From: tedd

> At 1:50 PM -0400 9/24/10, Andy McKenzie wrote:
>>Hey folks,
>>   Here's the deal.  I have the following code:
>>if($col_vals[$i][$val['column']] == $search_result[0][$col])
>>           { echo ' selected="selected"'; }
>>elseif($val['default'] == $col_vals[$i][$val['column']])
>>           { echo ' selected="selected"'; }
>>   It's supposed to check whether there's a value in the db
>>($search_result[0][$col]) that matches the current column value, and
>>if not, check whether the default matches it.  It does that, sort of.
>>In fact, both statements trigger, which I would have said wasn't
>>   So the question is:  what causes both parts of an if/elseif
>>statement to trigger?  As far as I can see my punctuation is correct,
>>and I've confirmed through debugging statements that all the values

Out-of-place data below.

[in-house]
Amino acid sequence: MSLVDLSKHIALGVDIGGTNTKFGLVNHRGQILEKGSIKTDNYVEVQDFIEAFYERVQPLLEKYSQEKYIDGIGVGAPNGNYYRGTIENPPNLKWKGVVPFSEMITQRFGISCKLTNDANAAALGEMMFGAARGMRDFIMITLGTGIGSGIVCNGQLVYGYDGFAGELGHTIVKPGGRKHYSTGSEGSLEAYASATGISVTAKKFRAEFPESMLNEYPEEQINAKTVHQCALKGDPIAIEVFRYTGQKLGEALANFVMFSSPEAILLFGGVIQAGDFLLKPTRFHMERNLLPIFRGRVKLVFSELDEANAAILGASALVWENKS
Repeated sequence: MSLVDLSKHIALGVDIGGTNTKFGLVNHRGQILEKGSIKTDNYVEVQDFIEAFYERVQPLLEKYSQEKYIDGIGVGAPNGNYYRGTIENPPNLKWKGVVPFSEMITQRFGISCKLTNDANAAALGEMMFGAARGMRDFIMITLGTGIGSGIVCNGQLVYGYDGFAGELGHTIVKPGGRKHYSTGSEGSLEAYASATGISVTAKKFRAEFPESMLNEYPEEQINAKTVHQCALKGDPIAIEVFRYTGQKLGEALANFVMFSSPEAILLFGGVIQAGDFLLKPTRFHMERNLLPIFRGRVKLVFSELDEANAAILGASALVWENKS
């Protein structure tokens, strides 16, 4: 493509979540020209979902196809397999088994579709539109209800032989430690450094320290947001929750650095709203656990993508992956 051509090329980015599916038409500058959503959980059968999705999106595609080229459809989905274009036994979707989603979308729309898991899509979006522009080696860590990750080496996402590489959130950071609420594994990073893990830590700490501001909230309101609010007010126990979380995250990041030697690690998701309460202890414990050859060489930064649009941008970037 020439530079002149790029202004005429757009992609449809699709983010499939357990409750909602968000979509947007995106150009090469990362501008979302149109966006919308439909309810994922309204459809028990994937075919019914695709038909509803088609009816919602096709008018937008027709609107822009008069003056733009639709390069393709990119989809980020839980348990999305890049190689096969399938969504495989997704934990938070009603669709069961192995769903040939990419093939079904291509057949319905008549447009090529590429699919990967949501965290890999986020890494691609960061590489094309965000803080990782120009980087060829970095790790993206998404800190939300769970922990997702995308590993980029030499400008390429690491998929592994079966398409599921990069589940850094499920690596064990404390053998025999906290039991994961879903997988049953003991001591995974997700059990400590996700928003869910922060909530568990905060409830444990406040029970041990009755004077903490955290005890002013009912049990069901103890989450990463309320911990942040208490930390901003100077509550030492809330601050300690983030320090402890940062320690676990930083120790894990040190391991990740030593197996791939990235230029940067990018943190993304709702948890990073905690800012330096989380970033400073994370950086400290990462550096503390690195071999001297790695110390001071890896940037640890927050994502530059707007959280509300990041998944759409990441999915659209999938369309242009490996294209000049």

>>are what I expect, so how do I make the elseif stop acting like
>>another if?  Or, alternatively, have I just misunderstood all this
>>time what the if/elseif statement does?
> Alex:
> I am not in the majority when I say for conditions where you have 
> more than two options use a switch control and not an elseif.
> In 40+ years of programming, I have never used elseif because the 
> control confuses me. It is *much* easier for me to use, understand, 
> and document a switch statement than an elseif.
> Your mileage may vary.

A switch works when a single test can dispatch all possible branches. If
you have a series of tests where each looks for a different subset of
conditions, you need an elseif.

Bob McConnell

PHP General Mailing List (
To unsubscribe, visit:

Reply via email to